The University of Scranton's Reading Series
Begun in 1983 by Professor John Meredith Hill, the University Reading Series brings distinguished writers of poetry, fiction, non-fiction, and drama to campus each year to give free public readings of their work to the greater Scranton community and to meet with, instruct, and inspire students and faculty in the Department of English and Theatre.
Guest readers have included: Anne Pierson Wiese (Floating City Poems), Catie Rosemurgy (The Stranger Maual), David Wyatt (The Year America Turned), Ada Limón (Bright Dead Things, Sharks in the Rivers, This Big Fake World: A Story in Verse, Lucky Wreck), Allison Joseph (Voices: Poems, My Father's Kite, Worldly Pleasures, Imitation of Life, Soul Train), Matthew Hobson (The Audubon Guide to North American Suicides), Brianna Noll (The Price of Scarlet), and Martha Serpas (The Diener, The Dirty Side of the Storm).
Meg Day received their Ph.D. from the University of Utah. They are the author of Last Psalm at Sea Level (Barrow Street Press, 2014) and coeditor of Laura Hershey: On the Lie and Work of an American Master (Pleiades Press, 2019). They teach at Franklin & Marshall College in Lancaster, Pennsylvania. Day won the Publishing Triangle's Audre Lorde Award in Poetry and was a finalist for the Lambda Literary Award in Poetry.
Sadie Hoagland received her Ph.D. from the University of Utah. She is the author American Grief in Four Stages (West Virginia University Press, 2019). She teaches at the University of Louisiana at Lafayette.
Amye Archer received her M.F.A. from Wilkes University. She is the author of Fat Girl, Skinny (Big Table Publishing, 2016) and coeditor of If I Don't Make It, I Love You: Survivors in the Aftermath of School Shootings (Skyhorse Publishing, 2019). She is the Writing Center Coordinator and teaches at The University of Scranton.
Cristina Rivera Garza
Distinguished Professor in Hispanic Studies & Director of the Creative Writing Program at the University of Houston. One of the foremost writers in the Spanish language, and one of the most interesting experimental writers in America, Rivera Garza has published 6 novels, three collections of stories, five collections of poetry, and three non-fiction books. Her books have been translated into multiple languages, including English, French, Italian, Portuguese, and Korean. Garza is set to give a reading of her work at 7:30pm in DeNaples 405.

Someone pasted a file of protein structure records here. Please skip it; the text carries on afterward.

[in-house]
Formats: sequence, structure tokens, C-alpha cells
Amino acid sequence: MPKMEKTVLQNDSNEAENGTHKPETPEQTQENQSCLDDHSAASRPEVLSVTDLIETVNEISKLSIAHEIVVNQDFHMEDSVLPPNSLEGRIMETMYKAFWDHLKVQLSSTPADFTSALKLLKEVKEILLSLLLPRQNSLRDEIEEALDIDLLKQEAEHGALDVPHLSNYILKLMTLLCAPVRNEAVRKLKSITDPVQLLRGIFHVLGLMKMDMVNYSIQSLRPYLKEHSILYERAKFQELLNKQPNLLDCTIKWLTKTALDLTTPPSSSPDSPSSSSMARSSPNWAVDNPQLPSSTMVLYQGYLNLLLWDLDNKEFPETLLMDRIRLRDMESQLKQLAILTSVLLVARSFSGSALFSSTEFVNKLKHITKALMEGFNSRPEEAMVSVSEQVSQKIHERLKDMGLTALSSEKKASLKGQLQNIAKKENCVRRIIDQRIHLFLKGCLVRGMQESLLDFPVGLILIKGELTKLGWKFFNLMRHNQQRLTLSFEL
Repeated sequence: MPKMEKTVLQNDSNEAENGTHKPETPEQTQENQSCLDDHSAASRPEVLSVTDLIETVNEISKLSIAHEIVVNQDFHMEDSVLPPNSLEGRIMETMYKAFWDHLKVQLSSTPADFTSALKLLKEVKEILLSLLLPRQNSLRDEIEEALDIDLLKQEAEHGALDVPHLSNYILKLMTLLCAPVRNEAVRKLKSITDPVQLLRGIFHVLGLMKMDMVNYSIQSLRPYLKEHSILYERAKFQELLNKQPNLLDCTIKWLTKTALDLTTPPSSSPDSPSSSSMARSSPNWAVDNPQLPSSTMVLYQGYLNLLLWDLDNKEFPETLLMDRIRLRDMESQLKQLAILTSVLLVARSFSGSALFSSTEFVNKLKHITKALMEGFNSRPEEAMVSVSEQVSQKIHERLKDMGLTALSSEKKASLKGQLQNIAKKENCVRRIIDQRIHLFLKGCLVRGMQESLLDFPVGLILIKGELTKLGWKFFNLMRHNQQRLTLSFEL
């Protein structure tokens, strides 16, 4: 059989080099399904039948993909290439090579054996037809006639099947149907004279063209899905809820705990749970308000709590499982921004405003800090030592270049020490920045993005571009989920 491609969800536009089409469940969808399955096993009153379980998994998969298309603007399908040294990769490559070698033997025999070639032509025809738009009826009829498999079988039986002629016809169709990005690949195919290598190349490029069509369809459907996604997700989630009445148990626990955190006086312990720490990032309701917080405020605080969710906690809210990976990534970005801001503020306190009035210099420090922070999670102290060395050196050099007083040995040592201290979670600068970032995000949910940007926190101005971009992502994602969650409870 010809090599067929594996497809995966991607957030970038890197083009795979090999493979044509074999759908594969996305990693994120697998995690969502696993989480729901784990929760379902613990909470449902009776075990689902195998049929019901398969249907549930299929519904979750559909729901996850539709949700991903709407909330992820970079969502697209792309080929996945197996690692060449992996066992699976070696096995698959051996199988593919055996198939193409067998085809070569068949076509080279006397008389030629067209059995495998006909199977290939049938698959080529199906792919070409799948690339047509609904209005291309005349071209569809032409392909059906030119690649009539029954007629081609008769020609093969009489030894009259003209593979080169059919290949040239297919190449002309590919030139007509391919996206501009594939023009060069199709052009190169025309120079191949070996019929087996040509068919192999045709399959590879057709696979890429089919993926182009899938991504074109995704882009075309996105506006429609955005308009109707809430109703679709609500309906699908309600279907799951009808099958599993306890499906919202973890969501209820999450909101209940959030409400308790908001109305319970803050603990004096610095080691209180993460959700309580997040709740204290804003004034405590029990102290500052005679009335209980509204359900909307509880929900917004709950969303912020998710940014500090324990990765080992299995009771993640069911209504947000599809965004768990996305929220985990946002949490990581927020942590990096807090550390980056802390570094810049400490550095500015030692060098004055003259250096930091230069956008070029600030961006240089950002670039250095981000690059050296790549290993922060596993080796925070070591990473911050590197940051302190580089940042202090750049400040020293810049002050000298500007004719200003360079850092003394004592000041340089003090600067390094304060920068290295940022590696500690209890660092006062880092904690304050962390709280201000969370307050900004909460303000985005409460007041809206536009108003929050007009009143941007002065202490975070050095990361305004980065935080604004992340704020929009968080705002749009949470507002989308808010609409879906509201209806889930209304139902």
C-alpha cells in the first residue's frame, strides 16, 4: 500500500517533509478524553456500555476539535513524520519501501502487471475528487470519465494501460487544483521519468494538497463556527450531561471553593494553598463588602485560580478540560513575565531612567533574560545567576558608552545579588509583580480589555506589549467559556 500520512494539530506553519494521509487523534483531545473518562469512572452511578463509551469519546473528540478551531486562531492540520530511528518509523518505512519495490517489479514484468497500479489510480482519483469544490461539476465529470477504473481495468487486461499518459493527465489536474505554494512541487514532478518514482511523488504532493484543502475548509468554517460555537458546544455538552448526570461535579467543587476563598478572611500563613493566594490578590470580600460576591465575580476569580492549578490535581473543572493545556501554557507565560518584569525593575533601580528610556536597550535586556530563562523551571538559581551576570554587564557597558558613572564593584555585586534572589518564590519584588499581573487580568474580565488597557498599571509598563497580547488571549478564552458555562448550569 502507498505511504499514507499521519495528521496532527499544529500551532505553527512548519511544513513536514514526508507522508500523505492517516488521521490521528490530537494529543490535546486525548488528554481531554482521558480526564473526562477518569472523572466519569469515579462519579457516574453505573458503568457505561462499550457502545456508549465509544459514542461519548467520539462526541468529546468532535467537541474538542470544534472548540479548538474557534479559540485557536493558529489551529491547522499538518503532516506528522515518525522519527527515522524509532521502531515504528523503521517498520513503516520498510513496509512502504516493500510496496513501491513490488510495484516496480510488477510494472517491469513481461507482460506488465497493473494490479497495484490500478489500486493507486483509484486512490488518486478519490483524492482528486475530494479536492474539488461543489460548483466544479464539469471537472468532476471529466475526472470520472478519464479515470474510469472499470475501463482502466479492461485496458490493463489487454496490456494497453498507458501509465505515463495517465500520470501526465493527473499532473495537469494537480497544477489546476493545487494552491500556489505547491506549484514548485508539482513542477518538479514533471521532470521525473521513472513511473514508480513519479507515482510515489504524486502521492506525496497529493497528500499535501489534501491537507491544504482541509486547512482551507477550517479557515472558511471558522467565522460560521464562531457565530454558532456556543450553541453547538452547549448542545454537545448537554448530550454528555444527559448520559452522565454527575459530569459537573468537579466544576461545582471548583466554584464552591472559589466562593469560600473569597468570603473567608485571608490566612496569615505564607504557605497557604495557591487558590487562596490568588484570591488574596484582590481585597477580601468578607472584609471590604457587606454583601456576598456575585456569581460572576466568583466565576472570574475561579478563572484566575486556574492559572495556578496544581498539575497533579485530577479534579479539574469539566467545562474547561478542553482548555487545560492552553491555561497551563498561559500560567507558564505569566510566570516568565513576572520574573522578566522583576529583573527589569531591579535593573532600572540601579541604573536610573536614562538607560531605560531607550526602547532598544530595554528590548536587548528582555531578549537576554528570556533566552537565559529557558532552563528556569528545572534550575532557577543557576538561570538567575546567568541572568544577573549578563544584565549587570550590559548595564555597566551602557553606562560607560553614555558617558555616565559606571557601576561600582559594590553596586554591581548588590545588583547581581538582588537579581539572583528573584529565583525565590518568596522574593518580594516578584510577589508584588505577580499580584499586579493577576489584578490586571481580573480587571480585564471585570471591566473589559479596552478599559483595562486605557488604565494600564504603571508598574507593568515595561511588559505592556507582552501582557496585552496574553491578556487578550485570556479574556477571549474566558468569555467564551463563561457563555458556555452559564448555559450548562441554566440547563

Writer, educator, and sexual assault survivor advocate read from her latest poetry works on Thursday, November 15, 2018 in the Edward Leahy Hall, Kane Forum, Room 235. Ms. Friedlander read from her most recent book of poetry titled, Avant Gauze. She is also the author of a Fiction Chapbook, Repeat After Me (winner of the RopeWalk Press Editor's Prize, 2017). The event was well attended by students, faculty and staff. A special thank you to the Jane Kopas Women's Center for their support.
Nov. 27, 2018
Author and Creative Writing Professor at the University of Pittsburgh will be reading from her latest works on October 18, 2018 in the DeNaples Center, room 405, from 7:00 - 8:00pm, all are welcome. She is an American novelist and the author of Let It Rain Coffee and Soledad and is currently working on a screenplay for one of them. Thanks to the support of the Office of Equity and Diversity, the Department of Latin-American & Women Studies, and the Humanities Initiative for helping us make this a possiblity.
October 19, 2018
Professor of English at the University of Houston, Creative Writing, poet and author of The Diener, The Dirty Side of the Storm and Cote Blanche will be reading from her latest works on Wednesday, February 21, 2018 in Leahy Hall, Kane Forum, room 235 from 5:00 - 6:30pm, all are welcome. This is made possible with support from the Jesuit Center, the Ellacuria Initiative and the Department of Theology.
Alumna Poet Brianna Noll's New Book Turning Heads
We're proud to boast about alum Brianna Noll (English, 2004) whose new book of poetry, The Price of Scarlet, (University of Kentucky Press) is winning attention and praise.
The Chicago Review of Books has recently named it a top book to read this January, and the magazine offers a glowing review, including the following:
Her vivid poems obscure the line between what is literal and what is figurative. The result is alchemic and ethereal — each verse intricately layered with sharp observation as well as emotional and intellectual exploration and questioning.